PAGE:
While water restrictions are in place in NSW’s Shoalhaven Council region, residential solar system owners have been granted an exemption to wash bushfire ash off their solar panels.
The Shoalhaven local government area spans 160 kilometres of coast between Berry in the north to Durras Lake in the south and extends 30 – 75km inland to the ranges. Its major population centres are Nowra and Ulladulla.
In addition to the havoc caused by bushfires occurring in the region and beyond, Level 1 Water Restrictions kicked in early this month after Bamarang Dam was drawn down to 60% capacity. Under Level 1 restrictions, washing down of hard surfaces is banned. This includes solar panels.
Under normal conditions, solar panels installed at an angle should be self-cleaning. But very little rain combined with the ash from bushfires is apparently heavily impacting output of some PV systems in the region.
“We’ve had reports of solar panels not working due to the caking of ash over them, particularly in areas that have received light rainfall,” said Acting Director of Shoalhaven Water Robert Horner. “Solar panels are usually considered a hard surface, however, due to the current situation we are experiencing we have decided to allow residents to clean their solar panels, using a pressure washer for the time being.”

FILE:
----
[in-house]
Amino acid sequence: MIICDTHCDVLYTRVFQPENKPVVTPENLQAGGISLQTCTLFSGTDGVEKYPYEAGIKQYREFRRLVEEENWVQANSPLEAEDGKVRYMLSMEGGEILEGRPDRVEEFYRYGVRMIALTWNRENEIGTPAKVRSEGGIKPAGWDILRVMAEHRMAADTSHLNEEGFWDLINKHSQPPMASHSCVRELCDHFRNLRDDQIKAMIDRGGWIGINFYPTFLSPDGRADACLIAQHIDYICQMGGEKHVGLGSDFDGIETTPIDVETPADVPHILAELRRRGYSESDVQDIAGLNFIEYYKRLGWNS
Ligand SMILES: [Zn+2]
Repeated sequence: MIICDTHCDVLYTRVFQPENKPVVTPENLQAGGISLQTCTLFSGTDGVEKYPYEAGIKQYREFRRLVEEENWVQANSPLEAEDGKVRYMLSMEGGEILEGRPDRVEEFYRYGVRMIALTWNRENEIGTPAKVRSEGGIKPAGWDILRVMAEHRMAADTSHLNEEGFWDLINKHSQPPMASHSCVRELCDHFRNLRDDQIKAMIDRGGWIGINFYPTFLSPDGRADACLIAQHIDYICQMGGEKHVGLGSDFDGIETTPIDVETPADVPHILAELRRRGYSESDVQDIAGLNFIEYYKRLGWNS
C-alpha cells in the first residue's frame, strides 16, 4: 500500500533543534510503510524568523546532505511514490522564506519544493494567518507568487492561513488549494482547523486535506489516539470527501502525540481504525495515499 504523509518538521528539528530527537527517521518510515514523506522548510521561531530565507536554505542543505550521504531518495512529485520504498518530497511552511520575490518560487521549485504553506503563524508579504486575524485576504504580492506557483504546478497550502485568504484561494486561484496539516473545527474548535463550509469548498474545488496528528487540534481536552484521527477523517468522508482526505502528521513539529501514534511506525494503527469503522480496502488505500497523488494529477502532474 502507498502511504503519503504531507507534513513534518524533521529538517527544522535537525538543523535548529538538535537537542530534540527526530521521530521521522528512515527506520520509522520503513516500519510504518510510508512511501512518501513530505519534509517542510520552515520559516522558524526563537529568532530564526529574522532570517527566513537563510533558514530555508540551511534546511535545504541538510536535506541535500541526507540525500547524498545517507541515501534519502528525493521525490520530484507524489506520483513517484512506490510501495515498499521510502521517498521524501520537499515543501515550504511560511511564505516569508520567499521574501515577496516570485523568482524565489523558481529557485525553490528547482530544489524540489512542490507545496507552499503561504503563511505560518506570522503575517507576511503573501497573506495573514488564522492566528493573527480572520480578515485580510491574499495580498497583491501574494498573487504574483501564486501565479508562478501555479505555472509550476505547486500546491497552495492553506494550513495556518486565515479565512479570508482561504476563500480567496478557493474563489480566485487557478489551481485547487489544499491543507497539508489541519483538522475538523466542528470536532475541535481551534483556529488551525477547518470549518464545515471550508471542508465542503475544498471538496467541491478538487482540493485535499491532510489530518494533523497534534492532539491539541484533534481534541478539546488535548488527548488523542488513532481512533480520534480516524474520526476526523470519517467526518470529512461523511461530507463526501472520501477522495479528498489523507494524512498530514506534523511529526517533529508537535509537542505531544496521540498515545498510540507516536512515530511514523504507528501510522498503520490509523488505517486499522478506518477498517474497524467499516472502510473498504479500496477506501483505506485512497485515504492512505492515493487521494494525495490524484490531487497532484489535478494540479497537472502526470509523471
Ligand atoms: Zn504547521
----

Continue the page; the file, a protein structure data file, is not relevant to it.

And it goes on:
Just a little rain on a heavy coating of dust or ash on a solar panel can be worse than none at all; particularly if it’s immediately followed by more deposits.
There hasn’t been any follow up announcing an end to the exemption from Shoalhaven Water, so it’s probably safe to assume it still applies.
Should You Clean Solar Panels Regularly?
It’s an ill wind that blows nobody any good and no doubt professional solar panel cleaning services in the Shoalhaven region will be quite busy.
It’s a head-shaker of a situation – solar power reduces emissions that drive climate change. Climate change is extending the bushfire season that make fires worse and creating conditions for more dust storms. Those dust storms and fires are dumping detritus on solar panels and impacting on output ..and far, far worse consequences of course.
It’s just a crazy, crazy state of affairs.
But the situation in Shoalhaven and other areas severely impacted by ash and dust aside – and assuming panels haven’t been installed horizontally – regular solar panel cleaning may be a waste of time and money. It can also be a risky activity from a safety perspective if you have to get up on a roof to do it and use a pressure washer.